Credit unions vs. banks: 4 credit union benefits that banks don’t offer
Oct. 19 marks the 75th anniversary of International Credit Union Day, a celebration of the global credit union movement that has been taking place on the third Thursday of October since 1948.
Spearheaded by the World Council of Credit Unions, the goal is to raise awareness of credit unions, promote their achievements and share member experiences. To recognize this day, we’re exploring how credit unions got started, the ways a credit union differs from a bank, and how you benefit from being a member.
Credit unions vs. banks: What’s the difference?
Many of the key financial services that banks offer—like chequing and savings accounts, mortgages, business loans, investment advice and wealth management—are available at credit unions. So, too, are financial products like registered savings plans and mutual funds.
And your money is just as safe—if not safer. All provinces in Canada have deposit guarantees for provincial credit union members that are equal to—or in some cases higher than—the big banks.
For example, the Deposit Guarantee Corporation of Manitoba (DGCM) provides a 100 percent guarantee of deposits held with Manitoba credit unions such as ACU. On the other hand, deposits placed with federally regulated banks are insured by the Canada Deposit Insurance Corporation (CDIC) and cover only up to $100,000.
The main distinction is that, unlike traditional banks, credit unions are co-operatives. Where banks are largely owned by shareholders—investors whose primary interest is maximizing profit—credit unions are owned by their members. Decisions are made to serve the best interests of the membership and community instead of focusing solely on profits.
How do these differences benefit you as a member of a credit union?
Credit unions put values first
Because they are not motivating by maximizing profits for shareholders, credit unions are able to place values before profits. For instance, ACU values integrity, accountability, diversity and inclusion, service and cooperation. We ‘live’ these values through our efforts toward truth and reconciliation, affordable housing, diversity and inclusion and poverty alleviation.
ACU is also one of Canada’s greenest employers, the first carbon-neutral credit union in Manitoba and the first Canadian organization to purchase Fairtrade-certified offsets. We recognize that long-term investment in the planet will pay dividends for years to come. As a result of efforts like these, ACU has achieved global B CorpTM certification based on rigorous third-party evaluation.
Credit unions are member-driven
As co-operatives, credit unions are also accountable to their members’ values. While banks prioritize profits for shareholders, credit unions re-invest profits to better serve members through improvements to products and services, better rates and community investment.
For example, each year ACU donates funds to build resilience and equity in the local community. In 2022, ACU made a $15,000 donation to Manitoba’s Jubilee Fund for the Rent Guarantee Program, designed to help women in need of stable housing. ACU even provided an opportunity for new members to contribute to restoring Winnipeg’s tree canopy, with a donation made to Trees Winnipeg each time a new member joined, totalling $20,000.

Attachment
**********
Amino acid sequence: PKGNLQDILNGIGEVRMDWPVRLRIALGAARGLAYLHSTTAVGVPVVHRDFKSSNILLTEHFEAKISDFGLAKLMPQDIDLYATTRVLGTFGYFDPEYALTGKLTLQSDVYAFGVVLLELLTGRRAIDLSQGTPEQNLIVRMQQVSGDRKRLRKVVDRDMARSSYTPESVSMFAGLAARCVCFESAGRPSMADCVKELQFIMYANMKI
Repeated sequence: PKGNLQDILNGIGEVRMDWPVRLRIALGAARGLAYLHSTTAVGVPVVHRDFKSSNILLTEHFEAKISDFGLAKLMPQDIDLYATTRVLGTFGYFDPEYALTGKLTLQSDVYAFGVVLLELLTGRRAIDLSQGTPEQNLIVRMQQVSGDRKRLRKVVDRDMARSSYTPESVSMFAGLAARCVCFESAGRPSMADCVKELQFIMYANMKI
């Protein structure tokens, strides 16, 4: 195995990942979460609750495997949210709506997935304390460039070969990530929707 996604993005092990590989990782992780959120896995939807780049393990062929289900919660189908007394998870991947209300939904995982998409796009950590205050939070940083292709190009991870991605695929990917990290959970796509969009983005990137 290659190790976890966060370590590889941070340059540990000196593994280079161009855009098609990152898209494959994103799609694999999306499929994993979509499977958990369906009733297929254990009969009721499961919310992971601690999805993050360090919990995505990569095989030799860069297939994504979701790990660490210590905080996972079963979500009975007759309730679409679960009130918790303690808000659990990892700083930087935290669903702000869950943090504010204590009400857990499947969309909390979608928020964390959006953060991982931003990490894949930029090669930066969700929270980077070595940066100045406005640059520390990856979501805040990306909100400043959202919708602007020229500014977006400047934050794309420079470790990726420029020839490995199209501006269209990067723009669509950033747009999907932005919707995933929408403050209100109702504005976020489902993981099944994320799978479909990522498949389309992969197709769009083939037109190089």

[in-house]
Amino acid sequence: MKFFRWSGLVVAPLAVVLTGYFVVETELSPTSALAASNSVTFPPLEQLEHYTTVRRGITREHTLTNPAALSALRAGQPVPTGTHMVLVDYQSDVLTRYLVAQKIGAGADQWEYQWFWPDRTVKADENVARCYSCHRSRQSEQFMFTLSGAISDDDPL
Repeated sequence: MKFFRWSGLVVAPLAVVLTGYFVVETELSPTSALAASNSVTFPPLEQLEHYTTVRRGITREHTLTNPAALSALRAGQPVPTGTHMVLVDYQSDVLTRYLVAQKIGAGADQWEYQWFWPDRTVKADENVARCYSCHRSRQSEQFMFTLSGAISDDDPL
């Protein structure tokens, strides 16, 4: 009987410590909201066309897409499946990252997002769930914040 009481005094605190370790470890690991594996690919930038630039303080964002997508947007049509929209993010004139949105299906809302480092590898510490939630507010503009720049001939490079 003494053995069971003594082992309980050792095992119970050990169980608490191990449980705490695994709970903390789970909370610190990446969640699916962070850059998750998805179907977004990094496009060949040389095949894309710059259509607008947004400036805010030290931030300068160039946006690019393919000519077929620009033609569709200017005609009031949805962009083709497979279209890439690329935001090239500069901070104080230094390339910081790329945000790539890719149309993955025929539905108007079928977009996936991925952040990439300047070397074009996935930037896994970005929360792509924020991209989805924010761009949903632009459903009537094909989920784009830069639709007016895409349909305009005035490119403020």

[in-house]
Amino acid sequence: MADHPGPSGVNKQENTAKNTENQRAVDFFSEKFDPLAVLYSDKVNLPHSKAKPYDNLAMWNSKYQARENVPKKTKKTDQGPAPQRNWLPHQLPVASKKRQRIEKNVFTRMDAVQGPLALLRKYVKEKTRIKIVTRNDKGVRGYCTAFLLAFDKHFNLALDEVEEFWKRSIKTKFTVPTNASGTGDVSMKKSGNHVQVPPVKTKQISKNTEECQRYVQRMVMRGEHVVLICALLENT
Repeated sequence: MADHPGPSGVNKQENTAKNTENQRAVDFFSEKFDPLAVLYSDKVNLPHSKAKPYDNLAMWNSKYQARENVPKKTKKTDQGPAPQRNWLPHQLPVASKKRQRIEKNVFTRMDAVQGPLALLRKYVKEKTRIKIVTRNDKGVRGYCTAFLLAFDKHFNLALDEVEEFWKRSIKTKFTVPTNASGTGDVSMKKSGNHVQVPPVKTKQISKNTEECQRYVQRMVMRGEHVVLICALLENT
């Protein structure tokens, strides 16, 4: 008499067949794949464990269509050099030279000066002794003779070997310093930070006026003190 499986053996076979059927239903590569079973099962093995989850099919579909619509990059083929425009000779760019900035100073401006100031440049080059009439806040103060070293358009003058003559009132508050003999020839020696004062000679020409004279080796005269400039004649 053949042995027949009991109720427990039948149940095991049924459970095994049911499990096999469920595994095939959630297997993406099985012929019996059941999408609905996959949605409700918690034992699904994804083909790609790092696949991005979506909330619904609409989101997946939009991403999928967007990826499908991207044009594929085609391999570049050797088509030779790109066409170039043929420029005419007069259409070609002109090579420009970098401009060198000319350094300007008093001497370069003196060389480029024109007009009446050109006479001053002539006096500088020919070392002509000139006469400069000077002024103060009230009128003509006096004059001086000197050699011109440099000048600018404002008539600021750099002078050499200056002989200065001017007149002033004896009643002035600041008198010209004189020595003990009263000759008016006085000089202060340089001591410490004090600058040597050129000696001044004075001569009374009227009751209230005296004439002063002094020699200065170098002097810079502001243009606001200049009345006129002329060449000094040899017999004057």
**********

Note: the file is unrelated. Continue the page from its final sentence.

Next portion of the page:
Credit unions can offer lower fees and better rates
People interested in switching from a big bank may be surprised to learn that credit unions typically offer lower service fees and better deposit and lending interest rates. When shareholder profit isn’t the consideration, credit unions can support economic development initiatives that affect and benefit entire communities.
Credit unions offer more flexible loans with personalized service
All banks have rigid criteria for loans, as do credit unions, but having extensive knowledge of the community they share with members, they can often offer more flexible options.
Credit unions lend to a wider range of Manitobans, not just typical high-earning candidates with great credit scores. An ACU advisor will work with you to find financing that fits your needs, even taking into consideration your background and religion, as demonstrated by an Islamic mortgage option.
How credit unions got their start
The foundation for credit unions as we know them today began with German financial co-operatives in the 1850s and 1860s, which spread across Europe by the end of that century. These were part of a larger co-operative movement in other sectors, such as as agriculture, and formed the foundation for what we recognize today as credit unions.
In Manitoba, ACU got its start in 1943 during the Second World War. At the time, many Manitobans struggled to pay their bills and, as a result, fell victim to high interest rates charged by unscrupulous money lenders. That’s when Ed McCaffrey and eight co-workers from the Winnipeg Electric Company formed ACU. Money deposited by members was lent to other members in need, making banking fair and available.
ACU is a full-service financial co-operative with more than $5 billion in assets today, but its guiding principles remain the same: improving lives and bettering the planet.
Unlike a bank, ACU doesn’t have customers, but member-owners. Everyone becomes part of an organization that puts people before profits by investing in the community through education, partnerships and financial resources.
That’s why, this International Credit Union Day, ACU recognizes its member-owners who’ve helped shape the credit union and made it what it is today: a force for good.
Curious about what financial services ACU can offer you? Book an appointment with an advisor today!
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